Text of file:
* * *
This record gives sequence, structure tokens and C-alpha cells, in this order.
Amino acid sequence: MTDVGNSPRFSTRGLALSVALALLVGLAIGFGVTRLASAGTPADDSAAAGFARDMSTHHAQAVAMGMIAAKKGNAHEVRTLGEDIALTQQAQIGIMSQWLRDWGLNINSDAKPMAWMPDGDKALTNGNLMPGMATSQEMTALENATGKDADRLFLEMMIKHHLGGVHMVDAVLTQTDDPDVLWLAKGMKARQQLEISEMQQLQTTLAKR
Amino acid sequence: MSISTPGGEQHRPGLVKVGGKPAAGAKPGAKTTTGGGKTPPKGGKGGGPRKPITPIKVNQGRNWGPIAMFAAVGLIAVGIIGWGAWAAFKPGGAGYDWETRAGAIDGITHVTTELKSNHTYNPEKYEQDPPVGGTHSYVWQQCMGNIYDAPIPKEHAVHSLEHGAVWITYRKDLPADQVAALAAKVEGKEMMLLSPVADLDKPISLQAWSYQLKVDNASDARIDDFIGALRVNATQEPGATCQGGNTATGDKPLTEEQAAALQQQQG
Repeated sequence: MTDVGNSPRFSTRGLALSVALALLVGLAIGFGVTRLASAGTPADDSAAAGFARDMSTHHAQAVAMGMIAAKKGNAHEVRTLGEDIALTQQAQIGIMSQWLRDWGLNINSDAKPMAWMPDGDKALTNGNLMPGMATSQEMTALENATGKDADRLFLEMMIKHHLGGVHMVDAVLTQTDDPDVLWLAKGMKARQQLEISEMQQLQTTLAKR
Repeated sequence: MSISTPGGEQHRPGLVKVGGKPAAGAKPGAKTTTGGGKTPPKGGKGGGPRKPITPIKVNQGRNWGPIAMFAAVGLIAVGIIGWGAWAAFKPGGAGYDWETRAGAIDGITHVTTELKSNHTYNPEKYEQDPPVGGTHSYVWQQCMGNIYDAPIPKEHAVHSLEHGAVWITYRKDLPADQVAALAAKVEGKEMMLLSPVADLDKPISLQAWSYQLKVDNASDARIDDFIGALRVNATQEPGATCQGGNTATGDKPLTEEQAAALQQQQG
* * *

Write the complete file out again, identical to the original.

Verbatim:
This record gives sequence, structure tokens and C-alpha cells, in this order.
Amino acid sequence: MTDVGNSPRFSTRGLALSVALALLVGLAIGFGVTRLASAGTPADDSAAAGFARDMSTHHAQAVAMGMIAAKKGNAHEVRTLGEDIALTQQAQIGIMSQWLRDWGLNINSDAKPMAWMPDGDKALTNGNLMPGMATSQEMTALENATGKDADRLFLEMMIKHHLGGVHMVDAVLTQTDDPDVLWLAKGMKARQQLEISEMQQLQTTLAKR
Amino acid sequence: MSISTPGGEQHRPGLVKVGGKPAAGAKPGAKTTTGGGKTPPKGGKGGGPRKPITPIKVNQGRNWGPIAMFAAVGLIAVGIIGWGAWAAFKPGGAGYDWETRAGAIDGITHVTTELKSNHTYNPEKYEQDPPVGGTHSYVWQQCMGNIYDAPIPKEHAVHSLEHGAVWITYRKDLPADQVAALAAKVEGKEMMLLSPVADLDKPISLQAWSYQLKVDNASDARIDDFIGALRVNATQEPGATCQGGNTATGDKPLTEEQAAALQQQQG
Repeated sequence: MTDVGNSPRFSTRGLALSVALALLVGLAIGFGVTRLASAGTPADDSAAAGFARDMSTHHAQAVAMGMIAAKKGNAHEVRTLGEDIALTQQAQIGIMSQWLRDWGLNINSDAKPMAWMPDGDKALTNGNLMPGMATSQEMTALENATGKDADRLFLEMMIKHHLGGVHMVDAVLTQTDDPDVLWLAKGMKARQQLEISEMQQLQTTLAKR
Repeated sequence: MSISTPGGEQHRPGLVKVGGKPAAGAKPGAKTTTGGGKTPPKGGKGGGPRKPITPIKVNQGRNWGPIAMFAAVGLIAVGIIGWGAWAAFKPGGAGYDWETRAGAIDGITHVTTELKSNHTYNPEKYEQDPPVGGTHSYVWQQCMGNIYDAPIPKEHAVHSLEHGAVWITYRKDLPADQVAALAAKVEGKEMMLLSPVADLDKPISLQAWSYQLKVDNASDARIDDFIGALRVNATQEPGATCQGGNTATGDKPLTEEQAAALQQQQG